Taylor Swift on stage in Austin, Texas, in 2016. / Darron Cummings, AP Photo

Taylor Swift on stage in Austin, Texas, in 2016. / Darron Cummings, AP Photo

So much for having to fight scalpers for Taylor Swift tickets this time around.

With Twin Cities fans once again being asked to jump through hoops this week to buy tickets for her newly added second concert at U.S. Bank Stadium, it’s probably worth pointing out that seats to the previously announced show are far from sold out – and they’re even selling well below face value on ticket resale sites such as Stubhub and VividSeats.

Looking over the offerings on those sites for the Sept. 1 concert (which went on sale in December), it’s easy to find seats throughout the stadium priced $100 or more less than what they are now selling for on Ticketmaster. Even some of the cheapest nose-bleed seats are available via resale sites at a $50 discount under face value, amounting to about a 25 percent markdown.

Here are some examples of ticket options for the Sept. 1 show as of mid-day Tuesday:

Section V3 (lower bowl mid-stadium): $220-$295 lowest prices on Stubhub  vs. $395-$500 on Ticketmaster.

Section 118 (lower bowl rear): $186 lowest on VividSeats vs. $355 on Ticketmaster.

Floor E (main floor center front): $389 lowest on Stubhub vs. $425 on Ticketmaster.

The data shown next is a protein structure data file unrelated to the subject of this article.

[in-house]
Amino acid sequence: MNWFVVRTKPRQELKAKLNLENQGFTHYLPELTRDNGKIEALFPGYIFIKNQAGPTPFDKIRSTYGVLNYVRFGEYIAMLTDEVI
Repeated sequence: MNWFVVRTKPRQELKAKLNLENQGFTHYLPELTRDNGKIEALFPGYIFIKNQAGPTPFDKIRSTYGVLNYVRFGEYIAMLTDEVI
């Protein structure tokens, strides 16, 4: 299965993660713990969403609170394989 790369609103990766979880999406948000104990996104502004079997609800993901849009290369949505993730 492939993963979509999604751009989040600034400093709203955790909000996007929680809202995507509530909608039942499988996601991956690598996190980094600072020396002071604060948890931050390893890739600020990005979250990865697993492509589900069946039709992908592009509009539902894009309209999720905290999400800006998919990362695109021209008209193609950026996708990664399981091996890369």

Section 334 (rear upper bowl, aka nosebleed area): $149 lowest on VividSeats vs. $207 on Ticketmaster.

These are the prices before the processing fees, which are comparable on those resale sites to what they are on Ticketmaster (around an addition $50 per ticket).

U.S. Bank Stadium representatives and Swift’s marketing team cited “overwhelming demand” when they announced the second date on her Reputation Tour in Minneapolis, which will actually fall the night before the initial show, Aug. 31. However, many fans were turned off nationwide by both the steep ticket prices on the tour and the hyper-gimmicky way seats were sold. U.S. Bank Stadium's own reputation for poor acoustics from several prior concerts also may have lessened the demand locally.

Swift implemented a unique version of Ticketmaster’s Verified Fan program, wherein fans could get “boosted” in the virtual line by watching her videos or ordering her album. The same program is in effect this week, with fans in the program being offered special windows of time to buy their seats to the Aug. 31 date.

National reports on Swift's tour have been mixed and even outright conflicting, with Forbes reporting that tickets are "selling miserably." However, Billboard claimed that Swift's stadium outing will still be one of the top-selling tours of all time, on track for an estimated $450 million gross in ticket sales. Who cares about a few empty seats with a figure like that?